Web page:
They aren’t us, but they are

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Businesses are open, gatherings are occurring, and it officially feels like summertime in McPherson. Over the holiday weekend, you could see families and neighbors gathering for barbecues and fun. Things felt normal, things looked normal but things still aren’t normal. 

As of press time, 8,958 people in Kansas have been diagnosed with COVID-19; 185 of those people have died. In the United States, 1.67 million people have been diagnosed, and 98,000 people have died. During the Vietnam War, approximately 47,500 U.S. soldiers died in combat. Things are absolutely not normal. 

It is easy, as we sit in sunny McPherson with just 27 cases, most of whom have recovered, to feel like COVID-19 isn’t a big deal. Those people dying aren’t from our community. They didn’t live here. They don’t look like us or live like us or die like us. They aren’t us. 

But they are. Each of those cases, each of those 98,000 people were loved by someone. Each of those people had important work to do. Some of them were barbers, teachers, police officers, journalists and pastors. They all had things they wanted to do. I’m sure they planned to get another haircut, planned to go to church on Sunday or planned to meet their family and friends for dinner in a restaurant. They were like us, and they are dead.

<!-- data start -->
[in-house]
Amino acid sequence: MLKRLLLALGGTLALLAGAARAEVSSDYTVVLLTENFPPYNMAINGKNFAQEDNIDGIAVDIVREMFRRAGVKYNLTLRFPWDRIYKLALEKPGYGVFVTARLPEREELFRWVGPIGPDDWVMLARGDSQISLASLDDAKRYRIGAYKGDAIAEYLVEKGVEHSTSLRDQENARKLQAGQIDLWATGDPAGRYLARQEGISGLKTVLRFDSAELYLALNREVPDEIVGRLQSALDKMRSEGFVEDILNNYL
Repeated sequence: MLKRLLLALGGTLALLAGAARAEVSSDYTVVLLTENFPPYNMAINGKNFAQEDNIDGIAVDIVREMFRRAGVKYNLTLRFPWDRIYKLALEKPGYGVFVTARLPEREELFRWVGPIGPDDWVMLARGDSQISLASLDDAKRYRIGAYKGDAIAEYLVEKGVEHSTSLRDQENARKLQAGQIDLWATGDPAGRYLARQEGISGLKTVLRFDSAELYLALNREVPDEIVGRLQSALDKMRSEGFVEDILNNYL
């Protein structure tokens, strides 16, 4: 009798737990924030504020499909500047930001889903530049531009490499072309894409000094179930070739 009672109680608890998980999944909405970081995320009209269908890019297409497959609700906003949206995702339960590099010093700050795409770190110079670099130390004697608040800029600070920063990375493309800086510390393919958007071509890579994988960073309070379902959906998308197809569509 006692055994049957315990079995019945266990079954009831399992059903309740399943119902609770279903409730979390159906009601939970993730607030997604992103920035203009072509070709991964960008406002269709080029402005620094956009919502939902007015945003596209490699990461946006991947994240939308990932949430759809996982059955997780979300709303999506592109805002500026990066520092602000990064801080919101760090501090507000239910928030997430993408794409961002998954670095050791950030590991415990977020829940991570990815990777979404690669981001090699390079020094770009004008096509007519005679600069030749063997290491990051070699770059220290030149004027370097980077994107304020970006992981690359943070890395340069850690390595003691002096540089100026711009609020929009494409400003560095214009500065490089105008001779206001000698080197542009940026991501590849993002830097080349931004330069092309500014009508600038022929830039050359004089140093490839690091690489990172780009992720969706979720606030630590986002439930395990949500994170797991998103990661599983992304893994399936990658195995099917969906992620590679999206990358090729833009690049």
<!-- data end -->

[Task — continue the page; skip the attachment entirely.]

Being safe isn’t about living in fear. Being safe is about respecting those who have died and making a conscious choice to do what we can to ensure other families don’t have to experience the loss. As businesses open and life returns to normal in McPherson, there are still people dying, and we should respect that loss enough to be as safe as possible. 

Right now, McPherson is in a good spot. Instead of gloating about it, we should respect it. We should continue to practice good hygiene and be responsible about where we go and who we see. Instead of proclaiming, “Open up America,” we should be proclaiming to the families of the almost 100,000 people lost, “America supports you.”

Enjoy your freedom, McPherson; it always comes at a cost. 


The McPherson News-Ledger Editorial Board